Where does Fairfax get their stats from?

Stuff reports:

A year may have passed but the message is still the same. 

The second annual National Day of Action to Bust Culture was held in Auckland and Wellington today.   

Organsier Jessie Hume and 200 other supporters turned out to the High Court in Auckland this afternoon to demand resolutions to an “endemic and devastating” rape culture. 

Hume said half of the supporters formed a circle with one donning red to represent the one in 100 women who receive justice in the form of accountability through the courts when making a rape complaint. 

It’s thought just ten per cent of sexual assaults are reported and only one per cent of those will lead to a conviction, according to the Ministry of Justice. 

I have great sympathy for the cause, but less sympathy for dodgy statistics.

The statistic on only 10% of sexual assaults are reported could well be true, sadly.  It comes from a 2001 report and anecdotal evidence from female (and some male) friends is that many have been assaulted and not reported it.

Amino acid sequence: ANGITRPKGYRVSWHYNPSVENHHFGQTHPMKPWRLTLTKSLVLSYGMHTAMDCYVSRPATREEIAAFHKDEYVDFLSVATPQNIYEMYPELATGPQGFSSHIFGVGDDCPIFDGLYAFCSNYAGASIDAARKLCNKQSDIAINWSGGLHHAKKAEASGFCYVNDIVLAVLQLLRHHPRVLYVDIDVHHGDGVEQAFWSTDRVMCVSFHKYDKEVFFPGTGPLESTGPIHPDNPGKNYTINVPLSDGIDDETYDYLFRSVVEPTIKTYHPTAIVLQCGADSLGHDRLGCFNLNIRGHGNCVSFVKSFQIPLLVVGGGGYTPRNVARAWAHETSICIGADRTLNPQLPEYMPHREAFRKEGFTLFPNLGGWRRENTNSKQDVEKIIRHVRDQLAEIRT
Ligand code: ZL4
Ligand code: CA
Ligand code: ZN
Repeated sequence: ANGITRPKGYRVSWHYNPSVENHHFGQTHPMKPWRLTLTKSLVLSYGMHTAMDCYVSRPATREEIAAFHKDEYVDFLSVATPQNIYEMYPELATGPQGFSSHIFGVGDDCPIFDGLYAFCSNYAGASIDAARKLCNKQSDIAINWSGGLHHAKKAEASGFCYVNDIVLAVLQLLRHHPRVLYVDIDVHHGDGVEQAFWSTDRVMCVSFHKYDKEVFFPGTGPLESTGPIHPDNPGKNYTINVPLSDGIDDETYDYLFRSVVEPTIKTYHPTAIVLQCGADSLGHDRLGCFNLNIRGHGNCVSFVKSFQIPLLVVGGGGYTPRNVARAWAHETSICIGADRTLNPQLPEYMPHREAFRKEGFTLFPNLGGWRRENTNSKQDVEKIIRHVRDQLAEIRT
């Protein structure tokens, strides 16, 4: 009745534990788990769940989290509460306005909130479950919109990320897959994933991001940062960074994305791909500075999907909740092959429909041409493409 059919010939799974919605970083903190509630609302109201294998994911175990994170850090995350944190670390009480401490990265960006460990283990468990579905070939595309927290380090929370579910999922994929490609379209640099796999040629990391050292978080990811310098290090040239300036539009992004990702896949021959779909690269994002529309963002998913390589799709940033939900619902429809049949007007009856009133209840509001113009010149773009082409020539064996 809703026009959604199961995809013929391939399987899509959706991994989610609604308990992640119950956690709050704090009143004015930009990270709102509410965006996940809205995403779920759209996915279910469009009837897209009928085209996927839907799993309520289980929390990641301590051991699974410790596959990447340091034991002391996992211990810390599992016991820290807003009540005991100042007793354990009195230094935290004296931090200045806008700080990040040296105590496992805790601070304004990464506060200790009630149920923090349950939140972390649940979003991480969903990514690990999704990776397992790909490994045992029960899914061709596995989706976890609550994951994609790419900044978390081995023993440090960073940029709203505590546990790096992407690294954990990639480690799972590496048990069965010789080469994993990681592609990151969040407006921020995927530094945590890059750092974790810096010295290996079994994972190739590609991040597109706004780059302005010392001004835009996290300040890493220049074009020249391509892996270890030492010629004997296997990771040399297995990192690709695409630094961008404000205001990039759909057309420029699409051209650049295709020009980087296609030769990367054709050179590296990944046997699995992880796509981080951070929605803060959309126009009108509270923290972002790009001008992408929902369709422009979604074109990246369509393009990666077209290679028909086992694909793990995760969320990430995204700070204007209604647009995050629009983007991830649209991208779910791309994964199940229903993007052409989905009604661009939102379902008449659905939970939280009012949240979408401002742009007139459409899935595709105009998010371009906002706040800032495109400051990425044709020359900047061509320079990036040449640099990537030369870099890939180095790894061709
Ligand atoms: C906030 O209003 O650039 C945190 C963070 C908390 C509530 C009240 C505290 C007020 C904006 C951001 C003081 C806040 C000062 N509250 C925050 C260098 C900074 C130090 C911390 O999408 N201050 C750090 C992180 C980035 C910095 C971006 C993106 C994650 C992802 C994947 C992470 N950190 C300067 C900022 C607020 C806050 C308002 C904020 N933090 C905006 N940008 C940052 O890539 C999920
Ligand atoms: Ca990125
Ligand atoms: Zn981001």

But the 1% figure is clearly wrong. Fairfax have written it in a way that states only 1% of those reported will lead to a conviction.

I blogged in 2009 on an excellent report by the Ministry of Women’s Affairs which reviewed 2,000 sexual violation complaints over a 30 month period.

They found 13% of complaints lead to a conviction, and of complaints deemed “valid”, 20% led to a conviction.

Not don’t get me wrong both figures are too low, and the story is right that we should have a higher conviction rate for valid complaints. But they are massively higher than 1%.

The research on what happens to complaints is interesting. The data is:

  • 8% deemed “false” by Police
  • 26% deemed “no offence” which usually means the victim withdrew the complaint. This doesn’t mean there was no offence, just that the complainant didn’t want to proceed.
  • 11% did not have a suspect identified
  • 24% did have a suspect identified but were not prosecuted. It was stated this is normally due to victim withdrawal, insufficient evidence or conflicting evidence
  • 18% did lead to a prosecution but the person was found not guilty or the case dropped
  • 13% were prosecuted and a person convicted

Of the 31% that went to trial, 16% had a guilty plea, 30% had the case withdrawn or discharged and 52% went to trial. The conviction rate for those that went to trial was 49% guilty and 51% acquitted.

The biggest factor is victim withdrawal – either initially, or before charges are laid or even charges are laid. This is not surprising as going forward can be extremely traumatizing.  This is where I think the focus should be – on having a less traumatic judicial process for victims. But I don’t support changing the burden of proof as proposed by Andrew Little.

Comments (19)

Login to comment or vote

Add a Comment

%d bloggers like this: